Chippendale probably worked as a journeyman cabinet maker and freelance designer before embarking on his great project, the publication of his lavish book "The Gentleman and Cabinet Maker’s Director". This appeared in 1754 and illustrated 161 engraved plates of ‘Elegant and Useful Designs of Household Furniture in the Gothic, Chinese and Modern Taste’. It was almost immediately sold out and was reprinted in a second edition the following year. A third edition, with many new plates, appeared in 1762.
Chippendale’s "Director" was the first attempt in England to publish a book of designs for furniture as means of self-promotion. The result was that his business immediately became known to a wide circle of potential clients and for ever afterwards his name became by-word for a distinctive rococo style.
In the same year as the publication of the "Director" in 1754 Chippendale acquired new premises at 60 – 62 St Martin’s Lane, in the heart of the fashionable shopping area of London. For the next 60 years all his clients’ furniture emerged from this address until 1813 when his talented son, who had inherited the business, was finally ejected following his bankruptcy.
Chippendale described himself as an ‘upholder’ which implied that he was able to supply his clients with furnishings of every kind. In effect he was an entrepreneur running a large business employing perhaps as many as 50 in-house craftsmen and any number of out-workers. He was the artistic director of the enterprise supervising the workforce and its production, appeasing clients and always keeping one step ahead of new fashions. Ideally he preferred long-running commissions to equip large country or town houses from attic to basement, with grand pieces for the reception rooms (including wallpapers and textiles), ‘neat but substantially good’ items for the family rooms, and utilitarian objects for the servants. A number of houses bear witness to this practice to this day, for example Harewood House and Nostell Priory. But Chippendale also supplied ‘off the peg’ items to casual customers, he seems to have had a good line, for example, in elegant hexagonal tea or work tables selling at about four guineas each. He also had an important wholesale business in importing large sheets of French mirror glass, by far the most expensive item in any furnishing scheme. He was even prepared to act as an undertaker for valued clients.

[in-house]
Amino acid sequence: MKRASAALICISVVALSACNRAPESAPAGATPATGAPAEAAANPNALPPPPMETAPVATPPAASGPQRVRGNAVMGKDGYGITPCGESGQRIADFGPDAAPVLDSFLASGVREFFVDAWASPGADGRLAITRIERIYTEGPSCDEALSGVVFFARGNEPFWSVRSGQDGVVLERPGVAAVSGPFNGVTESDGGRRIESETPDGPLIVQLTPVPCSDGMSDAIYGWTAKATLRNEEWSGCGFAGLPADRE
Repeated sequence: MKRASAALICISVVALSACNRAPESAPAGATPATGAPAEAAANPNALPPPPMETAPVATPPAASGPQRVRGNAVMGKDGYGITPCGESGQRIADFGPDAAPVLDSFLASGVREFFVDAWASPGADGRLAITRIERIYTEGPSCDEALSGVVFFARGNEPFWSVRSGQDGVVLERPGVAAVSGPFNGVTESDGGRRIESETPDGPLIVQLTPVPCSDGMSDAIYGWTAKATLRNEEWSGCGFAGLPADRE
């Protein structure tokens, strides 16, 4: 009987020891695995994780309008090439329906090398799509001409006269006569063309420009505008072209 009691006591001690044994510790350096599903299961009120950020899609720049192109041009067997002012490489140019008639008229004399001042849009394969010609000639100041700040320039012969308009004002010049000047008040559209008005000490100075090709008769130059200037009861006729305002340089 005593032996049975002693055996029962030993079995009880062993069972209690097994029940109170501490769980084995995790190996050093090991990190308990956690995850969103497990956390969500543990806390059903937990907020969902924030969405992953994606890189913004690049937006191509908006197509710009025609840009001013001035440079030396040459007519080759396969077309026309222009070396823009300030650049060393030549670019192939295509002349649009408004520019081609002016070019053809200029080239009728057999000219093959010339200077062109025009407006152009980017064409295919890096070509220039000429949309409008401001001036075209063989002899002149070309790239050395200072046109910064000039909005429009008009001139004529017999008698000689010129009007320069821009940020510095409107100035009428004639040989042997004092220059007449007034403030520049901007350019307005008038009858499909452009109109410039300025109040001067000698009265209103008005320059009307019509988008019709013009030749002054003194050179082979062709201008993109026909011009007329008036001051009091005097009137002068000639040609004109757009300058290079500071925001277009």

Research to date has identified over seventy of Chippendale’s clients, their patronage being documented in invoices, payments in account books and entries in bank ledgers. About 600 pieces of furniture can be attributed to his workshop on the basis of documentation or convincing stylistic affinities, substantially more than any of his contemporaries or rivals. Mentioning the phrase "Chippendale period" in any piece that we may have on this site, means that the piece was made in the Chippendale manner and was contemporary to the same period as Chippendale was working. Much Chippendale furniture still exists today that can be fairly strongly, yet not definitely, attributed to his workshop.
The development of his style can be traced from the Director-style rococo furniture made for Dumfries House (late 1750s), through the early Adam-inspired pieces for Sir Laurence Dundas (early-mid 1760s), to the mature neo-Classicism of Harewood (early 1770s), leading ultimately to the super-refined elegance of Burton Constable (late 1770s).
By this date it seems likely that his son, Thomas Chippendale junior was in control of the artistic side of the business. Chippendale senior died in 1778, having re-married the previous year and fathering another two children.